The required elements essentially outline the borders of the map to emissions reduction and achieving OGMP Gold Standard. They give an idea of what one would expect to find within, but the details of the implementation plan, i.e., the detailed map, is left up to the member company. Implementation plans are scored to evaluate whether a company should achieve the Pathway to Gold Standard designation. UNEP scores implementation plans to evaluate whether a company should achieve the Pathway to Gold Standard designation. Each required element of the plan is scored in a binary manner, with a one representing the element being in place and a zero score for absent or not reasonably demonstrated element. Companies reporting non-operated assets achieve Gold Standard with a score ≥ 8.5 points (of 9) and those without non-operated assets achieve Gold Standard with a score of ≥5.5 (of 6).

Ambitious and Realistic

As we are blazing our trail towards gold standard, we will encounter choices.  We have a defined time to arrive at our destination but trying to swim across a river when you only dog paddle, in the effort to save a little time building a bridge, might not be a great plan. This is why being ambitious while being realistic is important. The goals your company is setting need to be ambitious but setting unrealistic goals is a sure way to fail.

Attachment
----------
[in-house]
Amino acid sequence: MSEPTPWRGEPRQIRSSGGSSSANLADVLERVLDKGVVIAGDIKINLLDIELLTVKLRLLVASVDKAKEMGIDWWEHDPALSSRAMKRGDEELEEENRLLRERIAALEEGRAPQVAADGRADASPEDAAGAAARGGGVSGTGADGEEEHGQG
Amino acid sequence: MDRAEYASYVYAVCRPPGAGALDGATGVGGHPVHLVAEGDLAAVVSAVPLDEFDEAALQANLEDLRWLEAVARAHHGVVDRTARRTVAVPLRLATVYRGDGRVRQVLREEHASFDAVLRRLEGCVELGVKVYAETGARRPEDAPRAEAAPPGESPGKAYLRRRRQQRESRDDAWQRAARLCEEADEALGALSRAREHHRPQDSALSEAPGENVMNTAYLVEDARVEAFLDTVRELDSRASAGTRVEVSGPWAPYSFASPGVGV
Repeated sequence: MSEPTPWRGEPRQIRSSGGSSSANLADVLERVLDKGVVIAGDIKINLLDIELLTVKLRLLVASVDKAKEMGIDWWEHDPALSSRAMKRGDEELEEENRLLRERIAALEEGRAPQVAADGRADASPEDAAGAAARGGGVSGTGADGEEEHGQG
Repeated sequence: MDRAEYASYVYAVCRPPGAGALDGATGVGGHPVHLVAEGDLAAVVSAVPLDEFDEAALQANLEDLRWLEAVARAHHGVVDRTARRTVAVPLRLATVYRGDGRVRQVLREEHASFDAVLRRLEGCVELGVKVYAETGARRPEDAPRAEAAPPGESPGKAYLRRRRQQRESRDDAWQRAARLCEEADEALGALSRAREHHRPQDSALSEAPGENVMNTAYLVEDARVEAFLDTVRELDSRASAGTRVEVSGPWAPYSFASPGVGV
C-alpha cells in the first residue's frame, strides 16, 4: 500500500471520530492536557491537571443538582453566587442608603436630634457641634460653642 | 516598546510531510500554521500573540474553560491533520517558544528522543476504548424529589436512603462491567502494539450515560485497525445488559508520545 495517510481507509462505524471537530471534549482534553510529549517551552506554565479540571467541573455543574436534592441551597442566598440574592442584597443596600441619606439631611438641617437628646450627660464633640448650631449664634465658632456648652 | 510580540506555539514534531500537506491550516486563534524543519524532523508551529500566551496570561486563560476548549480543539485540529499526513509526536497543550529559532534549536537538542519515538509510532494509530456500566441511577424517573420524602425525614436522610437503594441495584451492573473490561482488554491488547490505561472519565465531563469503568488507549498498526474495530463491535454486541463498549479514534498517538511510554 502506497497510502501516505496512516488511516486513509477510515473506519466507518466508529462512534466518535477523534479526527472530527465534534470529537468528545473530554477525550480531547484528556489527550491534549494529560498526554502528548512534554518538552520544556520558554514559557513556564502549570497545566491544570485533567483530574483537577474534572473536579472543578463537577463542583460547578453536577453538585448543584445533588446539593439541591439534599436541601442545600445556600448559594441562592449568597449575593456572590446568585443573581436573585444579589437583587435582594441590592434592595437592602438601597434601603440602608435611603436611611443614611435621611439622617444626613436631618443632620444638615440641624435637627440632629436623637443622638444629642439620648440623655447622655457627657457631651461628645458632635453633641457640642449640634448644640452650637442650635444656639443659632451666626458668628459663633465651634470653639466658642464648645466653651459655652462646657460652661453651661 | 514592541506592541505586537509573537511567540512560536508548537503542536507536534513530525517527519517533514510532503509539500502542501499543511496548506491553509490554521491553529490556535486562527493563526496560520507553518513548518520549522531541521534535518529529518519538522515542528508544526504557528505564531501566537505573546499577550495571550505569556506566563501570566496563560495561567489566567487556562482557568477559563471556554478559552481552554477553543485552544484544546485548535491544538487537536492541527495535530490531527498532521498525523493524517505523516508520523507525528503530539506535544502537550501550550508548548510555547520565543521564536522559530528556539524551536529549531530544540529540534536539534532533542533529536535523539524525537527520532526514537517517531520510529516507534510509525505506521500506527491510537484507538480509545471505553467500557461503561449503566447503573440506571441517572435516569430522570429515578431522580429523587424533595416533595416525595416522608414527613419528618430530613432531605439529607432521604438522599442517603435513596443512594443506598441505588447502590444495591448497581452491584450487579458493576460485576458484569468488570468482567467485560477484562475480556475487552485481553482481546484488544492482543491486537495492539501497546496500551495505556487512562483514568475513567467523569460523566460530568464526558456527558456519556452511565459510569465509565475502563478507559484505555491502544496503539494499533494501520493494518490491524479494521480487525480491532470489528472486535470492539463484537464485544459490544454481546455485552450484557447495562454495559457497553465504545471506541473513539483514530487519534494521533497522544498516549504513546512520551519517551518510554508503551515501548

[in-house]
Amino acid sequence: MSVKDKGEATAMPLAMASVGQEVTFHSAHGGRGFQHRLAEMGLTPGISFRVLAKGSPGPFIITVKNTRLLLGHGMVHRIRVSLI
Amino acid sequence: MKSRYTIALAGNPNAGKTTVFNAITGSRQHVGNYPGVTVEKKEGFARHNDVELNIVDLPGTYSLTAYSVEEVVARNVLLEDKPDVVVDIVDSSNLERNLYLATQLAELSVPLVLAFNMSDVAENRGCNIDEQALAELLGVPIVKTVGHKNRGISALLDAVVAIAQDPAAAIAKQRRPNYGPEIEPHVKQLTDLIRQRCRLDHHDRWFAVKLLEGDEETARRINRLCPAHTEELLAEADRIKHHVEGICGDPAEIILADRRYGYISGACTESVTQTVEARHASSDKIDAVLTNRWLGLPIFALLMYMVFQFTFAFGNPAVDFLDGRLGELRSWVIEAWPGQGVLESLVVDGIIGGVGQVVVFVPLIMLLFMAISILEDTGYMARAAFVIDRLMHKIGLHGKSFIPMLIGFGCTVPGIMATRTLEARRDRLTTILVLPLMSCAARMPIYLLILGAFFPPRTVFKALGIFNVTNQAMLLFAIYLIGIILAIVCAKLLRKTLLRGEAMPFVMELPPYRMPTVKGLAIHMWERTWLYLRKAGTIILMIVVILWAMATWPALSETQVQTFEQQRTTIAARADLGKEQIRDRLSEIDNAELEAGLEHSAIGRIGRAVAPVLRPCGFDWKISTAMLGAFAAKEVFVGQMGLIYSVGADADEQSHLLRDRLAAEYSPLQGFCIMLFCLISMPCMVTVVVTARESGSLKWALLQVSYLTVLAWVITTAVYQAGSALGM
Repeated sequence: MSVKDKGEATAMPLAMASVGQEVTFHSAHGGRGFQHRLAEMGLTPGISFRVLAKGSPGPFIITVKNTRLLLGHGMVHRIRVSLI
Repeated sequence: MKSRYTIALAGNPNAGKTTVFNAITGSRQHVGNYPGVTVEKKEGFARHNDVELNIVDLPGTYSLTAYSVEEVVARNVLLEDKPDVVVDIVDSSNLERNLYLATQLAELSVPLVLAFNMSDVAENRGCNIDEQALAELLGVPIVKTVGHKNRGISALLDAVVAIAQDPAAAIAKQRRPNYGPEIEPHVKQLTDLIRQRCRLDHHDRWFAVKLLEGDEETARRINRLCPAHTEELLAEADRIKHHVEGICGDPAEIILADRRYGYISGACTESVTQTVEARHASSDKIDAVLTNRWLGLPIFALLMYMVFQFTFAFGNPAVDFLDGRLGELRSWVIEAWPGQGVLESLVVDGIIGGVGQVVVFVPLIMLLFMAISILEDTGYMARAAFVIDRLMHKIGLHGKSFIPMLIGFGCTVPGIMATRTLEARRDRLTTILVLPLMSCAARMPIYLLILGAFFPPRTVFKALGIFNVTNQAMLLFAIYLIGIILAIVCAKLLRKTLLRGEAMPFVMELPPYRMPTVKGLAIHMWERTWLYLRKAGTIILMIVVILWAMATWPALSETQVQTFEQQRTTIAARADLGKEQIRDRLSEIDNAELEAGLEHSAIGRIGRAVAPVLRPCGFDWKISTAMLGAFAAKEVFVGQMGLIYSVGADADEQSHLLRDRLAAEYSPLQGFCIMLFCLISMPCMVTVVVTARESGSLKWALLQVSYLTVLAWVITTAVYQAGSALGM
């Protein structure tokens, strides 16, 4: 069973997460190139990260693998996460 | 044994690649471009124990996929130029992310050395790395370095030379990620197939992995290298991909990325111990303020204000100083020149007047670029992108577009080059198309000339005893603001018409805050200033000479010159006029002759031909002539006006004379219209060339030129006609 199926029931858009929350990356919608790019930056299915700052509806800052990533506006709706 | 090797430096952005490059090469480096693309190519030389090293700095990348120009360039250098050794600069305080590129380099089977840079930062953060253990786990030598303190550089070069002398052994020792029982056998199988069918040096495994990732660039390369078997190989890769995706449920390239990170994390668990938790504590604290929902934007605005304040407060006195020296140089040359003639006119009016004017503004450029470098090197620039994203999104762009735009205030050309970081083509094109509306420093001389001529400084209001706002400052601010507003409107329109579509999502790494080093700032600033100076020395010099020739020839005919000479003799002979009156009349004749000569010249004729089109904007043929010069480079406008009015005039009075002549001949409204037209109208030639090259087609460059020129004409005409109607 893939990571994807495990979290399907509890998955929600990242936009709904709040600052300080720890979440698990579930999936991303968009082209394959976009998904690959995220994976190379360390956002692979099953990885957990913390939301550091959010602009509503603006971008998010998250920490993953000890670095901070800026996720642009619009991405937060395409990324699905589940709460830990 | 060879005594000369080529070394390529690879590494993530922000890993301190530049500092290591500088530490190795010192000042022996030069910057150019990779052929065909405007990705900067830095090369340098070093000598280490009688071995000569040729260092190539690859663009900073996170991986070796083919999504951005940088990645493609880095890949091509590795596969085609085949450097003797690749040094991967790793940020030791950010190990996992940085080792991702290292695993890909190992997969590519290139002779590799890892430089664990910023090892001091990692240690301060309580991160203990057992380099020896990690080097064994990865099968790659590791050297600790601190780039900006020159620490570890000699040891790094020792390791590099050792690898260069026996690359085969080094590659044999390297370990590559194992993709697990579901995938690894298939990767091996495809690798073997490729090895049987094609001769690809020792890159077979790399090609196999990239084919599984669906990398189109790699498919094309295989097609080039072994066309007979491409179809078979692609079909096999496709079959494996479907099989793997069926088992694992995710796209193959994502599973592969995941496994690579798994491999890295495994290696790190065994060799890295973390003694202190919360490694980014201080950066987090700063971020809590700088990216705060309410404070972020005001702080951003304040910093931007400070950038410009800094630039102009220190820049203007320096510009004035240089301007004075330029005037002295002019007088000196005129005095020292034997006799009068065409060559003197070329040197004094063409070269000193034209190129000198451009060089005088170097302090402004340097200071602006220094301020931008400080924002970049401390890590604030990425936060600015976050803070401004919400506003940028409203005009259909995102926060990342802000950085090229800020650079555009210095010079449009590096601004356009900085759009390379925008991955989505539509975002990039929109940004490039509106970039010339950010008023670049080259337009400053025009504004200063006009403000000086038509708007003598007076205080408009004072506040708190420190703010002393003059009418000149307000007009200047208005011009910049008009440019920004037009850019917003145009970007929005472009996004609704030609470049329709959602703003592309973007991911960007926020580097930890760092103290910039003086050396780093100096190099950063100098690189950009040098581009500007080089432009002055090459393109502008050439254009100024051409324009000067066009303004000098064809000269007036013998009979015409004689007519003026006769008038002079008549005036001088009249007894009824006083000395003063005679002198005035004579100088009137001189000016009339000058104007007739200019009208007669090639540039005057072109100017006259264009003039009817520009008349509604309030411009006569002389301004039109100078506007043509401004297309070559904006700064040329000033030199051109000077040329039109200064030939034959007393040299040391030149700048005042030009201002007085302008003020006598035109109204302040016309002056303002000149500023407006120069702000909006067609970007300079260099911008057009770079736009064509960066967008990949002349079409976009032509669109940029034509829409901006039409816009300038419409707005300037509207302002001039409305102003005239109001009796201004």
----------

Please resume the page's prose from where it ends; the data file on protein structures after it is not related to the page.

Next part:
For example, if a member company’s most material source is pneumatic controllers, they should consider the actual OGMP 2.0-aligned goal. Is it best to jump in and measure 10% of 10,000 pneumatics to develop emission factors, knowing the technical challenges and time required to do it properly? Or does the company need to look realistically at its inventory first? Are there significant gaps in records of their pneumatics? Are pneumatic malfunctions being recorded in leak detection and repair (LDAR) surveys? Are a subset of pneumatics being targeted for replacement with no-bleed devices as part of a regulatory compliance program? Additional considerations may include comparing the costs of installing instrument air or alternative emissions-free technology or retrofits, whether or not required for regulatory compliance. An effective and credible implementation plan may strike a balance between the ambition of an extensive measurement program and emissions reduction projects. Ambition and realism go hand in hand with a credible and explicit implementation plan.

Stepwise, Staged Approach